The word POM is sometimes used by some Australians to define a British or English person.
Depending on “how” it is said, will determine if it is derogatory or not.
Question: Where did the term POM come from ?
Answer: No one actually knows for sure, although there are many theories.
In 1920, the author H J Rumsey, used the term Pommies’ his book “The Pommies, or New Chums in Australia”
In 1923, the famous author, D H Lawrence used the term ‘Pommy’ in his book “Kangaroo“, ie:
Pommy is supposed to be short for pomegranate. Pomegranate, pronounced invariably pommygranate, is a near enough rhyme to immigrant, in a naturally rhyming country. Furthermore, immigrants are known in their first months, before their blood ??thins down’, by their round and ruddy cheeks. So we are told ?
Some variations for it’s meaning have been given as:
- POM is short for ‘Port of Melbourne’ where the first migrant ships docked.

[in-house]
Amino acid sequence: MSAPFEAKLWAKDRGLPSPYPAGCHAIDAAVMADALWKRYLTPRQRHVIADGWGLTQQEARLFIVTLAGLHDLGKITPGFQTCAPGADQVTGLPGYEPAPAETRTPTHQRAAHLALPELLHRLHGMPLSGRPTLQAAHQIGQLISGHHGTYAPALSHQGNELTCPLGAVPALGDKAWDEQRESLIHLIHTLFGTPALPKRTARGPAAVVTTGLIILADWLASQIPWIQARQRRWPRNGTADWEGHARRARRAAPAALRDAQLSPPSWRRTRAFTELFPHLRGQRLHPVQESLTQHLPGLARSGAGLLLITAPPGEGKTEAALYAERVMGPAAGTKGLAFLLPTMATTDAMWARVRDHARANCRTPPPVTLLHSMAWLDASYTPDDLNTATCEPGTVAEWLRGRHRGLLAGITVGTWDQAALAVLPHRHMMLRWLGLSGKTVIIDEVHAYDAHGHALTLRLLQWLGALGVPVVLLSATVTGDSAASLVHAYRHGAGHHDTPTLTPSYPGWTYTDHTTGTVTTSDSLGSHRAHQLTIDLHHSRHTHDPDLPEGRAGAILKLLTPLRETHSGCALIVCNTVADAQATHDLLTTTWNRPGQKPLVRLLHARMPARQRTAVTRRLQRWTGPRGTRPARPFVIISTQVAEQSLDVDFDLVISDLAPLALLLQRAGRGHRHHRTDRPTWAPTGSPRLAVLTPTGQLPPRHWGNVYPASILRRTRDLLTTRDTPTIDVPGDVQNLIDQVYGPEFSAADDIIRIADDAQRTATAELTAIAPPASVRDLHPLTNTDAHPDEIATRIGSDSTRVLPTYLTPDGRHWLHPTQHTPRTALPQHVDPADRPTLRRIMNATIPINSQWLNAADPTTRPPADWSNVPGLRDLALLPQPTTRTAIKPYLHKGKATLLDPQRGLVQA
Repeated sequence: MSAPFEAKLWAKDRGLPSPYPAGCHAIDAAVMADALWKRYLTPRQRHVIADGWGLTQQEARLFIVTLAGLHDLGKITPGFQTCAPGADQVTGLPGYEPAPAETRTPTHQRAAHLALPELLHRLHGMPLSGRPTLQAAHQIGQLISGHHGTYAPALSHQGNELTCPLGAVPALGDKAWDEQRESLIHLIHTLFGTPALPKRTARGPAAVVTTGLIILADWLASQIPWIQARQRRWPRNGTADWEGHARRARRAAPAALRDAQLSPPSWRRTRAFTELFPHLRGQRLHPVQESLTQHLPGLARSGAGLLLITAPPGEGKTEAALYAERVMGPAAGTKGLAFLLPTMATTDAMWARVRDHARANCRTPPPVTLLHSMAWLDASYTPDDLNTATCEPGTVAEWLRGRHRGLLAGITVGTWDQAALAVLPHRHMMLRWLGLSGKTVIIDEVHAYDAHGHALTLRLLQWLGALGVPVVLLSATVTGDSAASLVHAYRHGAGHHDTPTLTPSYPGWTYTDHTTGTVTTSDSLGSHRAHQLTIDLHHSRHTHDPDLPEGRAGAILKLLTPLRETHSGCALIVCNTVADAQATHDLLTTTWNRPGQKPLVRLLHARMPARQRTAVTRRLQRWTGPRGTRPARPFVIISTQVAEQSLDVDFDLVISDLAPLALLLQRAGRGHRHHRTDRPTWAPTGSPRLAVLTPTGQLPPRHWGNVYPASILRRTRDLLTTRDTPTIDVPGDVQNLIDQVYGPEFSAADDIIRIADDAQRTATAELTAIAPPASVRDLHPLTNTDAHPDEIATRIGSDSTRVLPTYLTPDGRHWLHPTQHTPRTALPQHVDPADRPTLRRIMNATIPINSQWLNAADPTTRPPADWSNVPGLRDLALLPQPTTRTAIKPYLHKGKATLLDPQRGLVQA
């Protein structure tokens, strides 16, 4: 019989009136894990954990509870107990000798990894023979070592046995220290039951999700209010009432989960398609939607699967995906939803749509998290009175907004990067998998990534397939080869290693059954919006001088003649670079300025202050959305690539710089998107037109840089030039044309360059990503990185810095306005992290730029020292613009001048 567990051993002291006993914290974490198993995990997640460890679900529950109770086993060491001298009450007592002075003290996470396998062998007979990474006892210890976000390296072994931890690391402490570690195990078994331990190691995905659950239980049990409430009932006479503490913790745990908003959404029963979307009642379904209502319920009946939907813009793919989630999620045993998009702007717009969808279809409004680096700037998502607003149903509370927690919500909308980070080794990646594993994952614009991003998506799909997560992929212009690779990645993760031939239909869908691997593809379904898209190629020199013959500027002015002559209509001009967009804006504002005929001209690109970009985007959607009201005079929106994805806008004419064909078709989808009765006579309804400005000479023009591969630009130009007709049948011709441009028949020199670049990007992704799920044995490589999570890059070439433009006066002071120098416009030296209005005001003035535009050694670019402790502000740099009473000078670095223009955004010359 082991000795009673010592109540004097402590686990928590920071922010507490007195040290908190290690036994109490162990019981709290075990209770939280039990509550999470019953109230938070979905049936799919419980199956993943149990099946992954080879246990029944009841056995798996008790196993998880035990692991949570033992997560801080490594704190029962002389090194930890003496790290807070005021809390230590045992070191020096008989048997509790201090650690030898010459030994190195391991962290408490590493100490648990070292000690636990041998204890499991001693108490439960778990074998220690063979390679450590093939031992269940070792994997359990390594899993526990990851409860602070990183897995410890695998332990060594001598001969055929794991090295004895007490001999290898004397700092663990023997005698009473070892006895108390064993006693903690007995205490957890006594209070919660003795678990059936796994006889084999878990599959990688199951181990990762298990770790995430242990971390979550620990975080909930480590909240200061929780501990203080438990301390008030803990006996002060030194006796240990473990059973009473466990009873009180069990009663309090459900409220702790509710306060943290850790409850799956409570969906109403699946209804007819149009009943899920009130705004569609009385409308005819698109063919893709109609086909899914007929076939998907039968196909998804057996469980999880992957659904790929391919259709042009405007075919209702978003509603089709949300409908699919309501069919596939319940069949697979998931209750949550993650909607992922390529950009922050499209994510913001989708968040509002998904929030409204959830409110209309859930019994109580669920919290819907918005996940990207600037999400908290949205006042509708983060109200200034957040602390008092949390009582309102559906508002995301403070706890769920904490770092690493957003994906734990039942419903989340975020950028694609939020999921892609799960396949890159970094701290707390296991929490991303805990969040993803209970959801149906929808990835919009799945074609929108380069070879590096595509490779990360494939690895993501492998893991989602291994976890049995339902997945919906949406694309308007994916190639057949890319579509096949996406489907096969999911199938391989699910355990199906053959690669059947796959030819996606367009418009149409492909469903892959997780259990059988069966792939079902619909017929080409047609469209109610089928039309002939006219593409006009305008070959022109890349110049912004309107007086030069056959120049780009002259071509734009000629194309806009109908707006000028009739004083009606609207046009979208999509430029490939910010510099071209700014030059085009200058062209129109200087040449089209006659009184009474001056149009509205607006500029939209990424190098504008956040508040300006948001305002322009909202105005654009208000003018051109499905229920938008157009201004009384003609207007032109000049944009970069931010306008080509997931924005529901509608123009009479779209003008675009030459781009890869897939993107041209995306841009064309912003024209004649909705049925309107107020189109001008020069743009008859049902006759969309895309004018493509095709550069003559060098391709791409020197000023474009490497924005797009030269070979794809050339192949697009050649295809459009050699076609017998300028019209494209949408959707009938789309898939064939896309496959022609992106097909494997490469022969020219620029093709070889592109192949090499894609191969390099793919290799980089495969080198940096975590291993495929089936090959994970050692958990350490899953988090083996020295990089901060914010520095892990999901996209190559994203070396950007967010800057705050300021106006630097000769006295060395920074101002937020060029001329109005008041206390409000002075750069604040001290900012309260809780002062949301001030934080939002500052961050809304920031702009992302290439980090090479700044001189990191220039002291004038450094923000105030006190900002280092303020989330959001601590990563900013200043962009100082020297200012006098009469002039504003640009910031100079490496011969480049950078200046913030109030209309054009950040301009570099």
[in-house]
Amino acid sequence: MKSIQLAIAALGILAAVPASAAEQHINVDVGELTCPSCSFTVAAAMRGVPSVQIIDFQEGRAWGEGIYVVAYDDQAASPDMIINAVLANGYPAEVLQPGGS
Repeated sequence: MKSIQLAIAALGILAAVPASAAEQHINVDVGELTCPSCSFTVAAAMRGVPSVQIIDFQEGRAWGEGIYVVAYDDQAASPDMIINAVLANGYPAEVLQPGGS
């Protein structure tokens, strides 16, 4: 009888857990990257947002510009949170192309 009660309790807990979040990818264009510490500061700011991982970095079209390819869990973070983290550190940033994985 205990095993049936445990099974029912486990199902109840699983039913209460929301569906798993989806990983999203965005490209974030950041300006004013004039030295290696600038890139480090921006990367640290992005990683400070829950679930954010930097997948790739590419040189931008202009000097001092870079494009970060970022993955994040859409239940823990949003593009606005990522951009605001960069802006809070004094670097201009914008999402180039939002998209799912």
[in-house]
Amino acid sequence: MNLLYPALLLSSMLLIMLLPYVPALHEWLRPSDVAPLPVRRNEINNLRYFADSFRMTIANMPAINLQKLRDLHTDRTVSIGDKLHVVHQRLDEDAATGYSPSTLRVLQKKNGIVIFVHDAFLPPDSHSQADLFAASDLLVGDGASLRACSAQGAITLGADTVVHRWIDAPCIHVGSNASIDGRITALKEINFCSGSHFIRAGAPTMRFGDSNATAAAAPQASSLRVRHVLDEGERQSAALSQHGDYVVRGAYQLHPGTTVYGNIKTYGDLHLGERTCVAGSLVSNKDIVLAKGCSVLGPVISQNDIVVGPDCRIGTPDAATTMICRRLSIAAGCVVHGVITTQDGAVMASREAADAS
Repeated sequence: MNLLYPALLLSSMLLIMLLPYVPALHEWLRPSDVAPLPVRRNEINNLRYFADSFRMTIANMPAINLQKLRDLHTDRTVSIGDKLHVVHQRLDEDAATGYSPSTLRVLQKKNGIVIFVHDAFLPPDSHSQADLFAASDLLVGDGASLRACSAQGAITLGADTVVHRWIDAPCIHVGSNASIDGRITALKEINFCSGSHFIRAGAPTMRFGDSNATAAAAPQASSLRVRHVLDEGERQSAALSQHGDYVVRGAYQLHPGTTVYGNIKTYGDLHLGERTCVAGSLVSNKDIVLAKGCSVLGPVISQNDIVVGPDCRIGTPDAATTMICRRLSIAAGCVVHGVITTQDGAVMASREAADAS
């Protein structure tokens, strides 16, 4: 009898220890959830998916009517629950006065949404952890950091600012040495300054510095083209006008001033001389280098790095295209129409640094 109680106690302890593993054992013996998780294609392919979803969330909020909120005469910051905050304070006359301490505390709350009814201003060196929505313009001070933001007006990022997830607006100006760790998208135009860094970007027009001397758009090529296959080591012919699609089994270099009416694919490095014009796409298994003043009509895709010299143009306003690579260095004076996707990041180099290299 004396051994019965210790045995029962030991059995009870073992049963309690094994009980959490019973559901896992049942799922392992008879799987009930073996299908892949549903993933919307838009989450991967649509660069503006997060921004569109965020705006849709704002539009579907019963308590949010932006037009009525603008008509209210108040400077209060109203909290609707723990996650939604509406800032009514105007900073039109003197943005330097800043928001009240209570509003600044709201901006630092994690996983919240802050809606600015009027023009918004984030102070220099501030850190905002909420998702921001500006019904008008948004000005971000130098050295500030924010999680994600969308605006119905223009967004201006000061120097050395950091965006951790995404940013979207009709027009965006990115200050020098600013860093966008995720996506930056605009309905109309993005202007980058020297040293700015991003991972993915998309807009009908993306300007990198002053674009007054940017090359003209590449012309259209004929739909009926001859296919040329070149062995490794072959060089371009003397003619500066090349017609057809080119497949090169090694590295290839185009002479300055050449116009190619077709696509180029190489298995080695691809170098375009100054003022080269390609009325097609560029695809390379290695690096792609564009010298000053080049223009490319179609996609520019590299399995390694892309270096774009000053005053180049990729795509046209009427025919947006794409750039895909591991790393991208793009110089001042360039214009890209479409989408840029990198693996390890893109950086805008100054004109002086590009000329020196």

- POME an abbreviation of ‘Prisoner of Mother England’
- POM an abbreviation for ‘Permit of Migration’
- Pomeranian, a very “superior” sort of dog. Some new arrivals did give off a “superior than though” attitude.
- Children’s playground taunts: “Jimmy Immigrant”, then changed to “Immigranite-Pomegranite”, which then slowly became “Pommy” then “Pom”.
- “Pommes” the French word for apples, eaten by the English.
- “Pommes de terre” the French term for potatoes, eaten by the English.
It could well be a combination of any of those options.
Question: What does the term POM mean today ?
Answer: It’s actual meaning will depend on the meaning given to it, on each occasion, by the person saying it.
Do not automatically assume it is derogatory, even if it is accompanied by the word ‘bastard’, as in Pommy Bastard. They have a different language here, it doesn’t always mean the same as the British English version.